Irasburg Barn, Irasburg, Vermont
Vermont's Northeast Kingdom is a collection of towns in the far Northeast corner of the state encompassing Essex, Orleans and Caledonia Counties. It is renowned for its classic New England beauty and atmosphere. In 2006, the National Geographic Society named the Northeast Kingdom as the most desirable place to visit in the country. I had been enchanted by the region during a summer visit a few years ago, and I was thrilled about to my first chance to sample the early autumn color.

Golden Swirl
The plan was for the group to meet early Friday morning in Eden, Vermont near the home of guild member Gustav W. Werderber. Gustav had agreed to be our guide to a number of his favorite spots. The "Kingdom" is about two and one half north of my home and, to be fresh, I drove up the night before, staying in a comfortable Bed and Breakfast in Lyndonville Vermont. I would show you a picture of the classically Victorian Moonlight Inn, but I arrived after dark and left before dawn. My greatest regret from the trip was that I missed the breakfast part of the B&B.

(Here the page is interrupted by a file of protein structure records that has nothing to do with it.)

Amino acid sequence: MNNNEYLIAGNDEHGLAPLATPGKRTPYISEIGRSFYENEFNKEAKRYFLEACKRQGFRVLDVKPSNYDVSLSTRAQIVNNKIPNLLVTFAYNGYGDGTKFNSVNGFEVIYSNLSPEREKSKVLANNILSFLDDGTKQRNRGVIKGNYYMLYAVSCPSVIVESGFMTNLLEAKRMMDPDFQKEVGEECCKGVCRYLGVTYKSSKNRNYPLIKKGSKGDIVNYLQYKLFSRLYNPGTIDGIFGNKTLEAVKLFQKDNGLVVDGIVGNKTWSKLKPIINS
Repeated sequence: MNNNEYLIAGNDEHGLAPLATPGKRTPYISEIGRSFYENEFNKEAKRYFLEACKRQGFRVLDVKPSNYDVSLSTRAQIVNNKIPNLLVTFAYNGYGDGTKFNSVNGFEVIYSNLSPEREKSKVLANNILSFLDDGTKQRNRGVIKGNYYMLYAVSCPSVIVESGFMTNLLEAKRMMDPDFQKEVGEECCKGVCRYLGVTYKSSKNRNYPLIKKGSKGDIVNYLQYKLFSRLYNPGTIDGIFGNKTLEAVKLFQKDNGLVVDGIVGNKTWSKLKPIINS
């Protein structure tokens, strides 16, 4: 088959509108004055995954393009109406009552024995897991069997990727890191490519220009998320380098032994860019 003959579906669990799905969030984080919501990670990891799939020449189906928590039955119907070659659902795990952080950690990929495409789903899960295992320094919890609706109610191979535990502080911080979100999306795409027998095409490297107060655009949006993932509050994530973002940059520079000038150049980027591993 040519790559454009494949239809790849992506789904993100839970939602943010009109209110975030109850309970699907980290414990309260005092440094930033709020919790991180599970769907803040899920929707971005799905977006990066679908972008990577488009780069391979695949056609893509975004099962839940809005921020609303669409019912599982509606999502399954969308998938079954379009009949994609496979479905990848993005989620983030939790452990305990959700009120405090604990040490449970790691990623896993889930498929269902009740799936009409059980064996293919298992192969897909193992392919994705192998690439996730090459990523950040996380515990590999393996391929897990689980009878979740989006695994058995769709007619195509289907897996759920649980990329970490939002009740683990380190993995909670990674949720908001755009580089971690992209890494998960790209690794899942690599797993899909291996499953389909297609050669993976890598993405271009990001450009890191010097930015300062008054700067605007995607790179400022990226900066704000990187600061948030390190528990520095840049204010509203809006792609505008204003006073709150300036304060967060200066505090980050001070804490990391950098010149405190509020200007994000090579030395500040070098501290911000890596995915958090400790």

Needless to say there were the inevitable hassles of

Northeast Kingdom Sunrise, Barton, Vermont
assembling a group coming from throughout New England to a region known for its spotty cell phone reception. I had the advantage of starting close by and took the opportunity to catch some sunrise images. The day dawned overcast, but, on my way to Eden, the clouds broke just enough to project a few moments of golden light. I was late for the rendezvous, but I couldn't waste the light. As I drove, I was desperately looking for an interesting foreground to place in front of the dawn. A small farm pond finally filled my requirements nicely. The light remained warm and given all the wonderful farms and pastured hills, it is amazing that I made it to Eden at all.

Once assembled, our group of five had a great time

Kingdom Color
exploring a couple of Gustav's favorite water falls. I found much to learn from the vision and technique of these talented photographers. At each location, It was interesting to see how we all slipped , quietly, into our own zones of concentration on the task. When a group of photographers are faced with a beautiful subject, everyone gets very quiet, as they explore the scene. Like everyone else I am used to solo photography and I had to remind myself to look up to appreciate and learn from what others were doing.

Four Corners Falls, Troy Vermont